Reasons You're Not Sleeping (And What You Can Do About Them)
Most healthy-living formulas consist of two basic tenets: Eat less and move more. Truthfully, it should be more of a three-pronged approach: Eat well, move more, and get adequate sleep. The first two steps are made more effective by the third—and when you don't have enough sleep, food and movement aren't enough to keep your body feeling well and performing at its optimal level.
Unfortunately, getting good sleep is a struggle many of us face, and it's not entirely a modern dilemma. Yes, blinking cell phones, bright alarm clocks, and dinging computers are relatively new in human history and may make the bedroom less relaxing and more taxing, but other factors can interfere with your sleep pattern, too. This month, get serious about getting more shut-eye. Here are some real solutions to the most common sleep obstacles.
4 REASONS YOU'RE NOT SLEEPING (AND WHAT YOU CAN DO ABOUT THEM)
"Light at night can delay your circadian rhythm, or your body's natural clock," says Kelly Glazer Baron, PhD, assistant professor of neurology at the Northwestern University Feinberg School of Medicine. The color of the light may make the biggest difference. Evidence suggests our bodies are most sensitive to blue light, which is emitted from many popular light sources, including energy-efficient bulbs and computer screens.
THE FIX Turn down your lights an hour or so before bed. Hang blackout curtains or wear a sleep mask if light shines continuously.
You've probably heard that your tablet, smartphone, and other small-screen devices could be responsible for bouts of insomnia—the lights they emit are mostly on the brain-activating blue wavelength. Still, the National Sleep Foundation says more than 95% of Americans use some type of tech gadget within an hour before going to bed. The more time you spend on the devices, the more wired your brain will be, and the more wired your brain is, the less sleep you're likely to get.
THE FIX Check Facebook one last time at least an hour before you tuck in. Then turn off your device and give it a rest until morning. "You can also download programs like f.lux (justgetflux.com) that can change the spectrum of your computer screen to reduce the blue light," says Baron.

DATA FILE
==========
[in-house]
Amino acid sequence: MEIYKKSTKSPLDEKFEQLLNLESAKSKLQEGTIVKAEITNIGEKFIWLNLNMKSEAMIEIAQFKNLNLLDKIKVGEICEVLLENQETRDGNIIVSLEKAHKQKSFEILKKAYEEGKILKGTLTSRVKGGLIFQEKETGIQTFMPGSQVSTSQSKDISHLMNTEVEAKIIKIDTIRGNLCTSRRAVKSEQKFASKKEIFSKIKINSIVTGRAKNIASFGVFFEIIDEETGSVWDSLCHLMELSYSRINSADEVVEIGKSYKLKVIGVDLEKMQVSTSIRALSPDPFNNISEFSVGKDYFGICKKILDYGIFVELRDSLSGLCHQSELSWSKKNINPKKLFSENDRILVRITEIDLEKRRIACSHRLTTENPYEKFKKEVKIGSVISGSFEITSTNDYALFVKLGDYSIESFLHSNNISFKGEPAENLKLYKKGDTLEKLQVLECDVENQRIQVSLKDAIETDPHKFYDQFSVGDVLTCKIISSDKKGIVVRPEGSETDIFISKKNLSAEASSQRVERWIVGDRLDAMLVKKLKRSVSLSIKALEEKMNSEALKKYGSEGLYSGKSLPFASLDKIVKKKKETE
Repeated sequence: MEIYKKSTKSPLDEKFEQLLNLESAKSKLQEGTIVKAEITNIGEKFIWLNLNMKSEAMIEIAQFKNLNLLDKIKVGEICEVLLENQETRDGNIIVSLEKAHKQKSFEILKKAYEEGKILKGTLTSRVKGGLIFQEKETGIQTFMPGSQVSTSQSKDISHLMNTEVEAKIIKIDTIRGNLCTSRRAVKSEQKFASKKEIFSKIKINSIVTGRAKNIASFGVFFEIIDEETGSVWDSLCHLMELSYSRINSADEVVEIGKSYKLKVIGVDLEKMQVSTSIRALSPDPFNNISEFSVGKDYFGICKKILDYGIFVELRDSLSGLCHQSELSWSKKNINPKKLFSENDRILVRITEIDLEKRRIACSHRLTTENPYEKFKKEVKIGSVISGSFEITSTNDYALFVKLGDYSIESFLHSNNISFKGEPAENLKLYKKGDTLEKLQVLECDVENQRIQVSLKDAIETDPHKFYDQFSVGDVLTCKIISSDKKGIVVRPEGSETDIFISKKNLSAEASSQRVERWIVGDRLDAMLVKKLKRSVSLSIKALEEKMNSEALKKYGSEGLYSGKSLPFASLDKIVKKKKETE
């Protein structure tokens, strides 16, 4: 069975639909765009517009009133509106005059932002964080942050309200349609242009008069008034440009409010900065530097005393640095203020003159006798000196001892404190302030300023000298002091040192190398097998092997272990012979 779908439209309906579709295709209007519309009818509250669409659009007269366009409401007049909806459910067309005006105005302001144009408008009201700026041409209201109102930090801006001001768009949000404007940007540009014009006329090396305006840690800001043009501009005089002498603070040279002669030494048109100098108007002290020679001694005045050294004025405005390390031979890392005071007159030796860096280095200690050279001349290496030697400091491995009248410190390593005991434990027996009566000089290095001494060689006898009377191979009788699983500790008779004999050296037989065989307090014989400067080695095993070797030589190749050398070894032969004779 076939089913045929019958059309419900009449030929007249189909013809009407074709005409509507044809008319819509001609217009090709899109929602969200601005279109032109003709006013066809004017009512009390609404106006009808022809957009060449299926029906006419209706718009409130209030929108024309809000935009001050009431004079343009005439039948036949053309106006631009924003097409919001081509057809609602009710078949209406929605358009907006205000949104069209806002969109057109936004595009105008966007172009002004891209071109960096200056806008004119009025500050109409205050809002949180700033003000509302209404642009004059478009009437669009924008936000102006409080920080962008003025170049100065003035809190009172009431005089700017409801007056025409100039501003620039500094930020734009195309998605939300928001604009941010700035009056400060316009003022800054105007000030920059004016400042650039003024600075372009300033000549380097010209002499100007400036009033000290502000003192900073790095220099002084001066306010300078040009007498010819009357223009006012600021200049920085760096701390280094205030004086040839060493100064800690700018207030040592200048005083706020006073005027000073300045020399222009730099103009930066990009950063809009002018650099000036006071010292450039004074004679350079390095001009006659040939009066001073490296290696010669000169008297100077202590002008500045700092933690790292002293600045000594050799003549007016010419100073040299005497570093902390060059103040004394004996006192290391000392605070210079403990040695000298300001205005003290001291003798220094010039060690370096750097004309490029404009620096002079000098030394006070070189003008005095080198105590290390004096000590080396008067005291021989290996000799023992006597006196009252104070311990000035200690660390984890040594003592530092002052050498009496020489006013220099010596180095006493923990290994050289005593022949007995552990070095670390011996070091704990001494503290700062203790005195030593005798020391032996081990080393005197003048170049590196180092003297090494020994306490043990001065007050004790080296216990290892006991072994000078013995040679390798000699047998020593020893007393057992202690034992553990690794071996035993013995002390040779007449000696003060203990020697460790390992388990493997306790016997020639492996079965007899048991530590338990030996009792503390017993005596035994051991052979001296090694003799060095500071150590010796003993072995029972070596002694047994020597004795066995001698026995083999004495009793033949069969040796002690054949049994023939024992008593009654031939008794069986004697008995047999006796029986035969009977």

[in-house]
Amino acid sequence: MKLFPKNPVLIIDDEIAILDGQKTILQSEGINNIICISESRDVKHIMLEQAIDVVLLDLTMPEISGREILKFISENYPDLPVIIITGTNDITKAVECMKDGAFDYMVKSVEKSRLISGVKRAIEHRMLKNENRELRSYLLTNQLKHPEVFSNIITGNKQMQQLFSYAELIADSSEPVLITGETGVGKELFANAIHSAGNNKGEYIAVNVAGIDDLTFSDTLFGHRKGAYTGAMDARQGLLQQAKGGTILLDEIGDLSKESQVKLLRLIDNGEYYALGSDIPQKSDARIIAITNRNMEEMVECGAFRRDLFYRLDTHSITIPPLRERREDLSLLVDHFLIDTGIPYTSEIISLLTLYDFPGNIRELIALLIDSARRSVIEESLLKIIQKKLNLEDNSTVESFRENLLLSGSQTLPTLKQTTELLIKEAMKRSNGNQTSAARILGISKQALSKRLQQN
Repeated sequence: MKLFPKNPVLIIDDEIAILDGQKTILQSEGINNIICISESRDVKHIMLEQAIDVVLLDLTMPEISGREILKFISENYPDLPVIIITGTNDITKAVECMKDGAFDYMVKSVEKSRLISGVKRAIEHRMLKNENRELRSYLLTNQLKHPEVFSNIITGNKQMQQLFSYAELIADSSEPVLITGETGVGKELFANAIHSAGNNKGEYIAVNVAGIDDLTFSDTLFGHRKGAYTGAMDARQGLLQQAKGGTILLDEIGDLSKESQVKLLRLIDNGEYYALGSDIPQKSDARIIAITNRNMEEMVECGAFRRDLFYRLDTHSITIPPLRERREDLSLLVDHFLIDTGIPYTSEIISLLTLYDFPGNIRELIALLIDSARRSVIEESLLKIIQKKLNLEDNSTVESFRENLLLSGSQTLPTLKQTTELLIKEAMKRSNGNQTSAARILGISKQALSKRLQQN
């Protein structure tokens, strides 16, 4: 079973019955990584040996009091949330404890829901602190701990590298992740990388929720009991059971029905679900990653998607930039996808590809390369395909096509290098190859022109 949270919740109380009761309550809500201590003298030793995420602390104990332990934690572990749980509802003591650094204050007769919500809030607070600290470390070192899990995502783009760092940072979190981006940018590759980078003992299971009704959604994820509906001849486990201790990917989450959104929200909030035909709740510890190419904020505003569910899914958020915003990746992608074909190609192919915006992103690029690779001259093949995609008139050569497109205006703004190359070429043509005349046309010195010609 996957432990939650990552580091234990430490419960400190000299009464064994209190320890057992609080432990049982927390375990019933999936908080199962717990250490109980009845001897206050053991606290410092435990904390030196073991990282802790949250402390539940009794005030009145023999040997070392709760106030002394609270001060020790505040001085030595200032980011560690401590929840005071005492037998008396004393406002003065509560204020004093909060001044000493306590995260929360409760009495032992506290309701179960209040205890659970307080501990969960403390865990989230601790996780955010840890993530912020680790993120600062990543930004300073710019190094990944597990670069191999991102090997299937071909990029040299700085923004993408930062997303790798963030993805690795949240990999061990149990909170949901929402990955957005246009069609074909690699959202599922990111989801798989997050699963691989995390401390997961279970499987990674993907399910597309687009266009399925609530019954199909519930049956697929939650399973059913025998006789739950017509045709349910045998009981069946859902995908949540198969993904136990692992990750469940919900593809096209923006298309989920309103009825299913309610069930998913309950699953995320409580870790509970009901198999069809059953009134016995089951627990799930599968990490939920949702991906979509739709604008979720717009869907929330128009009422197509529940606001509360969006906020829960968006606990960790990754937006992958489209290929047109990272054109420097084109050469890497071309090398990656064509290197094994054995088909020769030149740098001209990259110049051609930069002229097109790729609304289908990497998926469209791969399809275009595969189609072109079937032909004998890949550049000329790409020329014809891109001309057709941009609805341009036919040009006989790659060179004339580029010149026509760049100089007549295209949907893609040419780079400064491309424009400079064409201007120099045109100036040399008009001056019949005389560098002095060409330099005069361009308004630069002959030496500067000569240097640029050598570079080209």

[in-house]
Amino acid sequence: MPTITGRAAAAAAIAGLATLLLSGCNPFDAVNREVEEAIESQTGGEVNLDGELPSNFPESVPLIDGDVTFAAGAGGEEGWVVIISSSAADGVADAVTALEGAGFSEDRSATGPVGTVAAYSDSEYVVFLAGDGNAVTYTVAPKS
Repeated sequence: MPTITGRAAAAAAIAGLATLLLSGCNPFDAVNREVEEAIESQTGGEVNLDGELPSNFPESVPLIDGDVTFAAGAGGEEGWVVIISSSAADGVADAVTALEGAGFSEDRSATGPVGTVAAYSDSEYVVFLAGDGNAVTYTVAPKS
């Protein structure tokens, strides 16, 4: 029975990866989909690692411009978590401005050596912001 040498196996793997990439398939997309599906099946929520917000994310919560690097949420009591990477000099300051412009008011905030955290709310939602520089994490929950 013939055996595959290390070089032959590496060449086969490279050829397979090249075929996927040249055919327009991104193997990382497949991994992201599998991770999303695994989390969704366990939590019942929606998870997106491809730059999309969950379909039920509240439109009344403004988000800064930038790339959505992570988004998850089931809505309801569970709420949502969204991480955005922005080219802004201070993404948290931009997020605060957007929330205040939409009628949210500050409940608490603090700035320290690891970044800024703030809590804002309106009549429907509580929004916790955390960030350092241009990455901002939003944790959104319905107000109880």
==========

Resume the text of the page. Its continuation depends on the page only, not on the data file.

The body's core temperature decreases as we sleep. If it's too warm in your bedroom, your body can't cool properly, and people with a higher core body temperature are more likely to experience insomnia and sleeplessness.
THE FIX The ideal bedroom temperature, says Baron, is around 65°. As a bonus, a colder bedroom may boost your metabolism. A recent study in Diabetes found that people who sleep in cool rooms–66°–have increased metabolism and energy expenditure even in their waking hours.
Unfortunately, anxiety can create a cycle of sleeplessness: It makes sleep more difficult, and sleeplessness drives up anxiety. "Worry and rumination interfere with the ability to relax and go to sleep, and then stress can cause middle-of-the-night awakenings and waking up too early," says Baron.
THE FIX Here's a throwback relaxation technique that's worth a try: lullabies. A study in the International Journal of Nursing Studies found that people who listened to soothing music for 45 minutes before their bedtime spent more time in restorative REM sleep. And if you still can't sleep, don't wallow in your sheets. "Get out of bed until you feel sleepy," says Baron. "While you're out of bed, do something fairly nonstimulating, like reading a book. Wait until you're sleepy; then get back in bed."
IS 8 HOURS REALLY NECESSARY?
Most likely it is. "Researchers amazingly still don't know how much sleep is enough," says Baron. "But studies consistently show that less than five hours per night is associated with negative health effects, and it looks like six to eight hours is associated with the best outcomes."
But what about people who swear they don't need more than five hours of sleep a night? "They may be using caffeine and other techniques to stay awake during the day. They really could use the sleep and are just masking it," says Baron. "People never get accustomed to sleep loss, but they do become less aware of how impaired they are, even if performance continues to decline."